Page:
If you’re traveling with more than $10,000 in cash into or out of the United States, you’d better declare the money or you’re likely to lose it.
Especially if you’re flying through Miami International Airport — ranked right up there with New York’s John F. Kennedy and Chicago’s O’Hare airports, according to a new report on federal seizures of funds from travelers who don’t fill our the right customs form.
The Miami airport ranks among the top five in the United States for federal seizures of money from travelers who don’t legally declare it — a sum totaling $91.5 million at MIA between 2000 and 2016, according to the report by the Institute for Justice, a Virginia-based law firm that specializes in efforts to recover civil forfeitures by the government.
Under federal law, travelers can carry as much money as they want into or out of the country, but if it’s more than $10,000 they have to declare the amount to U.S. Customs and Border Protection.
Although the institute’s report doesn’t delve into MIA’s reputation as a contraband hub, it has been recognized by law enforcement for decades as conduit for drug and cash smuggling.
The airport seizure report, based on statistics from a Treasury Department’s forfeiture database, focuses on travelers whose money was taken by Customs and Border Protection officers. Their typical crime: a failure to file required paperwork, FinCEN Form 105, declaring more than $10,000 in cash upon entering or leaving the country.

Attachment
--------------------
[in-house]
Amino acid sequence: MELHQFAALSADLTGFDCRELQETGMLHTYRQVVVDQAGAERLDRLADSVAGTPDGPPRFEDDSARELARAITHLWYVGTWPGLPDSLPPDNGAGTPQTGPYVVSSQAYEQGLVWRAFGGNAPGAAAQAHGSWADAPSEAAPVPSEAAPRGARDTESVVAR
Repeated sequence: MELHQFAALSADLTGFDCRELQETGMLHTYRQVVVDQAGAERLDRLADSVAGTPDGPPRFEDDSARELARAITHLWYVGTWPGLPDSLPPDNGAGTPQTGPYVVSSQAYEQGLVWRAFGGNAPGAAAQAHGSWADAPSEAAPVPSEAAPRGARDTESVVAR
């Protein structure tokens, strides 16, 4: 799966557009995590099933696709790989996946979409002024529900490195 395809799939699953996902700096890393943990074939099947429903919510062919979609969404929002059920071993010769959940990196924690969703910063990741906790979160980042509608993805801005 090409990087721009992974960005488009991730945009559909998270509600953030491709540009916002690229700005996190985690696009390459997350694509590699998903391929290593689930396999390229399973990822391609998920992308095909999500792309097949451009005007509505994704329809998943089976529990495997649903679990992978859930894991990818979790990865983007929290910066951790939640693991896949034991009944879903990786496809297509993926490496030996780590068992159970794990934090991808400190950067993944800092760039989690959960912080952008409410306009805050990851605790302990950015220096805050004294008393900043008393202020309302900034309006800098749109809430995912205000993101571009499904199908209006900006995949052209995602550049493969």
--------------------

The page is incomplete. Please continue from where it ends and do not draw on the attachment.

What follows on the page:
The report — titled “Jetway Robbery? Homeland Security and Cash Seizures at Airports” — says that customs officers seized $2 billion in more than 30,000 seizures at U.S. airports over a 17-year period. A big chunk of that total, $500 million, was confiscated because American and foreign travelers failed to declare more than $10,000 in cash.
“Such paperwork violations account for half of all currency seizures and over a quarter of the total value seized — more than a half billion dollars — most without a demonstrated connection to serious criminal activity,” said Jennifer McDonald, the Institute of Justice’s senior research analyst and author of the report.
“Federal law enforcement agencies are tasked with finding and punishing criminals, but these findings suggest Department of Homeland Security airport currency seizure and forfeiture practices put innocent Americans at risk,” McDonald said.
In response to the report’s findings, U.S. Customs and Border Protection issued a statement saying travelers must obey the cash reporting law and the agency must enforce it. But the agency said it also tries to be flexible. “CBP officers often grant travelers multiple opportunities to properly declare currency when entering or exiting the country,” the agency said.
Overall, Customs and Border Protection officials disagreed in part with the conclusion of the institute’s report: “The most common reason for currency seizures is a failure to comply with reporting requirements, which is a violation of federal law. However, currency seized by CBP at ports of entry has also been connected with bulk cash smuggling, counterfeiting, narcotics trafficking, and other criminal offenses.”
“An individual may petition for the return of seized currency,” the agency added, “but the petitioner must prove that the source and intended use of the currency was legitimate.”
The institute’s lawyers said that effort can be arduous, taking months and years to recover the money.